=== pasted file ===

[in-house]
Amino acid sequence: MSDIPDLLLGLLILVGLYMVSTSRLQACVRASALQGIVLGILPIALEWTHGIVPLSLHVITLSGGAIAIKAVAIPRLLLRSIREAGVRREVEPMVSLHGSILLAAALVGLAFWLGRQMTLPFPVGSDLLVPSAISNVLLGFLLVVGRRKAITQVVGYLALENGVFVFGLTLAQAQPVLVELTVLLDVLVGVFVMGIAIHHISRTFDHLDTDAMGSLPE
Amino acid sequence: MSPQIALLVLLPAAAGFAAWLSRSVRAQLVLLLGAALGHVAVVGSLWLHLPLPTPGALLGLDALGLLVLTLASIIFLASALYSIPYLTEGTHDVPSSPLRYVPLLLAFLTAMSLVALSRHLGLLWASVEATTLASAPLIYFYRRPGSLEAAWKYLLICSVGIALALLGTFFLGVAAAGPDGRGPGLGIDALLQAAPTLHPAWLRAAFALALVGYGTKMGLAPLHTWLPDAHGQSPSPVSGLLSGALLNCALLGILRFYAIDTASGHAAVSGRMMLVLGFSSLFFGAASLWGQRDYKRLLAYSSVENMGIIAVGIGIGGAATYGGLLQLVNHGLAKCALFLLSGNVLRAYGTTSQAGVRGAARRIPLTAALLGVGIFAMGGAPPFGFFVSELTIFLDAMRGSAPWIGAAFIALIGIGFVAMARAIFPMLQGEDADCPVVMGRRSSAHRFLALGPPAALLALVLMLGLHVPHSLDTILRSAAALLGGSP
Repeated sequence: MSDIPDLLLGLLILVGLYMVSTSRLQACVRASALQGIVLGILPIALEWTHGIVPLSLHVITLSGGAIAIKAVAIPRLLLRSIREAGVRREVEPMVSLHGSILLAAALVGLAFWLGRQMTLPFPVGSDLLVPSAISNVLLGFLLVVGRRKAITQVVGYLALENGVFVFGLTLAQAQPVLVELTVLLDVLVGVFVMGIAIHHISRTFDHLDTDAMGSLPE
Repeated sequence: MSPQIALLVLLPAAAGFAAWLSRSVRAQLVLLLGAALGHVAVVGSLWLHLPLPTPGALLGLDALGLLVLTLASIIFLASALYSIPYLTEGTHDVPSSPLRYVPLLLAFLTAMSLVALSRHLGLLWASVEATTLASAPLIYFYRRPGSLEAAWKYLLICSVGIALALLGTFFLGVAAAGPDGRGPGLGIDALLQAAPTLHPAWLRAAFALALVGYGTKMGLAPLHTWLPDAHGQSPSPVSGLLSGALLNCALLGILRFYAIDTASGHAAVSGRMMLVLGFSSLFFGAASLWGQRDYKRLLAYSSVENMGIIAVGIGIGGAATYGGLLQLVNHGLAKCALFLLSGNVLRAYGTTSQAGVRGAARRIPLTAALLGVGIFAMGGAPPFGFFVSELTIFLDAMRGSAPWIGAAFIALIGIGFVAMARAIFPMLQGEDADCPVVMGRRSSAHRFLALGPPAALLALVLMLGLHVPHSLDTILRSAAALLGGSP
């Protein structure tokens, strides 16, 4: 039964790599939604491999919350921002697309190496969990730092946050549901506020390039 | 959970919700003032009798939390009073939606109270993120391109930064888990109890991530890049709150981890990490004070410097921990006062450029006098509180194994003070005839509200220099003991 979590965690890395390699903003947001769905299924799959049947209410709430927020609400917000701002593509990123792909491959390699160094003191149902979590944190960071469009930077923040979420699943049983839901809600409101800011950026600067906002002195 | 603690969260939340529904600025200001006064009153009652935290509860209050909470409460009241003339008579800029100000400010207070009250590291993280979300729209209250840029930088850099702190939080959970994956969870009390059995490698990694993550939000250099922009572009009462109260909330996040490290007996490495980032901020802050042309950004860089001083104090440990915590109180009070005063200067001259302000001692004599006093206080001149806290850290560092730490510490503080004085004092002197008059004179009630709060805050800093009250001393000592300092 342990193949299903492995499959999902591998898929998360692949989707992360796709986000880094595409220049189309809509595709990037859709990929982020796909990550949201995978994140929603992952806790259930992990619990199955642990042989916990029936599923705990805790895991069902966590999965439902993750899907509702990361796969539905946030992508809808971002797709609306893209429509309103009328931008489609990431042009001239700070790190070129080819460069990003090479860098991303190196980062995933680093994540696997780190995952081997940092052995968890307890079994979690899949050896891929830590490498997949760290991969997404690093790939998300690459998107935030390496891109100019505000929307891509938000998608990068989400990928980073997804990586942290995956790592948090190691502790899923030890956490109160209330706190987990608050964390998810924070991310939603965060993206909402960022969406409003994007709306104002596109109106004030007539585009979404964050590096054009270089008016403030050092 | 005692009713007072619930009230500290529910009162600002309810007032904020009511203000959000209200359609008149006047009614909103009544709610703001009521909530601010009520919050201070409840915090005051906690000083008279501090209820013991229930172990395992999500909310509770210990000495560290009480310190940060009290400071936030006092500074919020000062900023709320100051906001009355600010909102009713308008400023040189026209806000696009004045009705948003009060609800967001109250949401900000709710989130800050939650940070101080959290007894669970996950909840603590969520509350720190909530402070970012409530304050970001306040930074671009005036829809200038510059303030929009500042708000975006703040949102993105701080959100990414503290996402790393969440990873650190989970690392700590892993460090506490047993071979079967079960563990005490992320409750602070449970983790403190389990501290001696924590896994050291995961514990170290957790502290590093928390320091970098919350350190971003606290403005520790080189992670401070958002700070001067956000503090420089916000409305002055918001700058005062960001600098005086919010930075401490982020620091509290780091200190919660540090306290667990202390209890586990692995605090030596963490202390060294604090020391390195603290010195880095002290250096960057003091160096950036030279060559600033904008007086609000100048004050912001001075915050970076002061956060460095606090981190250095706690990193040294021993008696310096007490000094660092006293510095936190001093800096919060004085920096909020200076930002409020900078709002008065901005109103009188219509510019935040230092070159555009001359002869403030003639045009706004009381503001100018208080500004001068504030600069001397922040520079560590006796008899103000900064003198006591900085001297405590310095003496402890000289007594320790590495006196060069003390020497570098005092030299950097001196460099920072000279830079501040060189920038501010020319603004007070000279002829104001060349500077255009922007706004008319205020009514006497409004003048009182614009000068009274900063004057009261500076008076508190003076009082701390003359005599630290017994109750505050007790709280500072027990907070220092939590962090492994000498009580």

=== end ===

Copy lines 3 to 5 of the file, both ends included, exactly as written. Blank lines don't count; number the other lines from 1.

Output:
Amino acid sequence: MSPQIALLVLLPAAAGFAAWLSRSVRAQLVLLLGAALGHVAVVGSLWLHLPLPTPGALLGLDALGLLVLTLASIIFLASALYSIPYLTEGTHDVPSSPLRYVPLLLAFLTAMSLVALSRHLGLLWASVEATTLASAPLIYFYRRPGSLEAAWKYLLICSVGIALALLGTFFLGVAAAGPDGRGPGLGIDALLQAAPTLHPAWLRAAFALALVGYGTKMGLAPLHTWLPDAHGQSPSPVSGLLSGALLNCALLGILRFYAIDTASGHAAVSGRMMLVLGFSSLFFGAASLWGQRDYKRLLAYSSVENMGIIAVGIGIGGAATYGGLLQLVNHGLAKCALFLLSGNVLRAYGTTSQAGVRGAARRIPLTAALLGVGIFAMGGAPPFGFFVSELTIFLDAMRGSAPWIGAAFIALIGIGFVAMARAIFPMLQGEDADCPVVMGRRSSAHRFLALGPPAALLALVLMLGLHVPHSLDTILRSAAALLGGSP
Repeated sequence: MSDIPDLLLGLLILVGLYMVSTSRLQACVRASALQGIVLGILPIALEWTHGIVPLSLHVITLSGGAIAIKAVAIPRLLLRSIREAGVRREVEPMVSLHGSILLAAALVGLAFWLGRQMTLPFPVGSDLLVPSAISNVLLGFLLVVGRRKAITQVVGYLALENGVFVFGLTLAQAQPVLVELTVLLDVLVGVFVMGIAIHHISRTFDHLDTDAMGSLPE
Repeated sequence: MSPQIALLVLLPAAAGFAAWLSRSVRAQLVLLLGAALGHVAVVGSLWLHLPLPTPGALLGLDALGLLVLTLASIIFLASALYSIPYLTEGTHDVPSSPLRYVPLLLAFLTAMSLVALSRHLGLLWASVEATTLASAPLIYFYRRPGSLEAAWKYLLICSVGIALALLGTFFLGVAAAGPDGRGPGLGIDALLQAAPTLHPAWLRAAFALALVGYGTKMGLAPLHTWLPDAHGQSPSPVSGLLSGALLNCALLGILRFYAIDTASGHAAVSGRMMLVLGFSSLFFGAASLWGQRDYKRLLAYSSVENMGIIAVGIGIGGAATYGGLLQLVNHGLAKCALFLLSGNVLRAYGTTSQAGVRGAARRIPLTAALLGVGIFAMGGAPPFGFFVSELTIFLDAMRGSAPWIGAAFIALIGIGFVAMARAIFPMLQGEDADCPVVMGRRSSAHRFLALGPPAALLALVLMLGLHVPHSLDTILRSAAALLGGSP